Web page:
base-4.19.0.0: Basic libraries

Data.Function

Contents

Description

Simple combinators working solely on and with functions.

Synopsis

# Prelude re-exports

id :: a -> a Source #

Identity function.

id x = x

const :: a -> b -> a Source #

const x y always evaluates to x, ignoring its second argument.

>>> const 42 "hello"
42

>>> map (const 42) [0..3]
[42,42,42,42]


(.) :: (b -> c) -> (a -> b) -> a -> c infixr 9 Source #

Function composition.

flip :: (a -> b -> c) -> b -> a -> c Source #

flip f takes its (first) two arguments in the reverse order of f.

>>> flip (++) "hello" "world"
"worldhello"


($) :: forall (repa :: RuntimeRep) (repb :: RuntimeRep) (a :: TYPE repa) (b :: TYPE repb). (a -> b) -> a -> b infixr 0 Source # ($) is the function application operator.

Applying ($) to a function f and an argument x gives the same result as applying f to x directly. The definition is akin to this: ($) :: (a -> b) -> a -> b
($) f x = f x  On the face of it, this may appear pointless! But it's actually one of the most useful and important operators in Haskell. The order of operations is very different between ($) and normal function application. Normal function application has precedence 10 - higher than any operator - and associates to the left. So these two definitions are equivalent:

expr = min 5 1 + 5
expr = ((min 5) 1) + 5


($) has precedence 0 (the lowest) and associates to the right, so these are equivalent: expr = min 5$ 1 + 5
expr = (min 5) (1 + 5)


### Uses

A common use cases of ($) is to avoid parentheses in complex expressions. For example, instead of using nested parentheses in the following Haskell function: -- | Sum numbers in a string: strSum "100 5 -7" == 98 strSum :: String -> Int strSum s = sum (mapMaybe readMaybe (words s))  we can deploy the function application operator: -- | Sum numbers in a string: strSum "100 5 -7" == 98 strSum :: String -> Int strSum s = sum $ mapMaybe readMaybe $ words s  ($) is also used as a section (a partially applied operator), in order to indicate that we wish to apply some yet-unspecified function to a given value. For example, to apply the argument 5 to a list of functions:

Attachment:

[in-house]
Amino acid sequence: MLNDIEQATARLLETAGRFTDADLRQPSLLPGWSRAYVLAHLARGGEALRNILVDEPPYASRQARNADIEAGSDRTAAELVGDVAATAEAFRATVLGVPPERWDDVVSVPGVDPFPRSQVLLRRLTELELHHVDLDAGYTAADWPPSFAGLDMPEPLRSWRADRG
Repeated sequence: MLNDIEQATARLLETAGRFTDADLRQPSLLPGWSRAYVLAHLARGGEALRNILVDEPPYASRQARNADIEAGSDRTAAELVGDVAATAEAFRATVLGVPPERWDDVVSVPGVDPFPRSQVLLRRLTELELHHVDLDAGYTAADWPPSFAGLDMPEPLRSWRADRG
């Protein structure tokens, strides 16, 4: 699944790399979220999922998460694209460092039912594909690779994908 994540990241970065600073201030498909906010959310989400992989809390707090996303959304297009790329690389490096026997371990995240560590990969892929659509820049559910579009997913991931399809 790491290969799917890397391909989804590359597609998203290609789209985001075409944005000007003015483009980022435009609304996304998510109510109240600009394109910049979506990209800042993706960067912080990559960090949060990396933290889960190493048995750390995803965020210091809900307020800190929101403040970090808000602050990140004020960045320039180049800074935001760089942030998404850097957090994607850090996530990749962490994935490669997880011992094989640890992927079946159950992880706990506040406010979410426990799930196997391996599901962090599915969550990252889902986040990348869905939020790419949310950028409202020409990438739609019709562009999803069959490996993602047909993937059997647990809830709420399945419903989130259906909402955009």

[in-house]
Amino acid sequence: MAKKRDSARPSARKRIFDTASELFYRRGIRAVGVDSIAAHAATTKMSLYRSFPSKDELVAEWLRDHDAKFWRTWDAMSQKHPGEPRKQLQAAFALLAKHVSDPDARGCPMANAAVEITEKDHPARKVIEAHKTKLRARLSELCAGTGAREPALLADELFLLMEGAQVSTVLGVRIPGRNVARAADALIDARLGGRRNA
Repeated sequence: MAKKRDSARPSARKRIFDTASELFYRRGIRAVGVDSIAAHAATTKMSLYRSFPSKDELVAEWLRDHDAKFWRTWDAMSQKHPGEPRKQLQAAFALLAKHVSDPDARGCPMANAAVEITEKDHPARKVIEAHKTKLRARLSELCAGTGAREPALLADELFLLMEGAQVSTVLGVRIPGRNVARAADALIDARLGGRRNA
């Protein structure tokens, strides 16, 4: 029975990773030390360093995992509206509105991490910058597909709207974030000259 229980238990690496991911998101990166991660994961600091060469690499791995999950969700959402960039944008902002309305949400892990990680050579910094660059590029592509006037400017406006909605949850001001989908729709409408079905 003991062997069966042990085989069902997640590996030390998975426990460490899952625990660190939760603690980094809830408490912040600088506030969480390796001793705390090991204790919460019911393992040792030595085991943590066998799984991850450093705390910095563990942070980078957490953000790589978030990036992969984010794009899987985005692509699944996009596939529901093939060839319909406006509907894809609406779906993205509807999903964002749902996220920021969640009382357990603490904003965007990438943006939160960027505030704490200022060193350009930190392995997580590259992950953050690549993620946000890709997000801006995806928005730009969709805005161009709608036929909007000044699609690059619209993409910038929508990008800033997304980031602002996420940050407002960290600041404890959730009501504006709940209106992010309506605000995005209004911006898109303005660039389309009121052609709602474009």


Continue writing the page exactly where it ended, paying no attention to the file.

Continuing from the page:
applyFive :: [Int]
applyFive = map ($5) [(+1), (2^)] >>> [6, 32]  ### Technical Remark (Representation Polymorphism) ($) is fully representation-polymorphic. This allows it to also be used with arguments of unlifted and even unboxed kinds, such as unboxed integers:

fastMod :: Int -> Int -> Int
fastMod (I# x) (I# m) = I# $remInt# x m  # Other combinators (&) :: forall (r :: RuntimeRep) a (b :: TYPE r). a -> (a -> b) -> b infixl 1 Source # & is a reverse application operator. This provides notational convenience. Its precedence is one higher than that of the forward application operator $, which allows & to be nested in \$.

>>> 5 & (+1) & show
"6"


Since: base-4.8.0.0

fix :: (a -> a) -> a Source #

fix f is the least fixed point of the function f, i.e. the least defined x such that f x = x.

For example, we can write the factorial function using direct recursion as

>>> let fac n = if n <= 1 then 1 else n * fac (n-1) in fac 5
120


This uses the fact that Haskell’s let introduces recursive bindings. We can rewrite this definition using fix,

>>> fix (\rec n -> if n <= 1 then 1 else n * rec (n-1)) 5
120


Instead of making a recursive call, we introduce a dummy parameter rec; when used within fix, this parameter then refers to fix’s argument, hence the recursion is reintroduced.

on :: (b -> b -> c) -> (a -> b) -> a -> a -> c infixl 0 Source #

on b u x y runs the binary function b on the results of applying unary function u to two arguments x and y. From the opposite perspective, it transforms two inputs and combines the outputs.

((+) on f) x y = f x + f y

Typical usage: sortBy (compare on fst).

Algebraic properties:

• (*) on id = (*) -- (if (*) ∉ {⊥, const ⊥})
• ((*) on f) on g = (*) on (f . g)
• flip on f . flip on g = flip on (g . f)

applyWhen :: Bool -> (a -> a) -> a -> a Source #

applyWhen applies a function to a value if a condition is true, otherwise, it returns the value unchanged.

It is equivalent to flip (bool id).

Algebraic properties:

• applyWhen True = id
• applyWhen False f = id

Since: base-4.18.0.0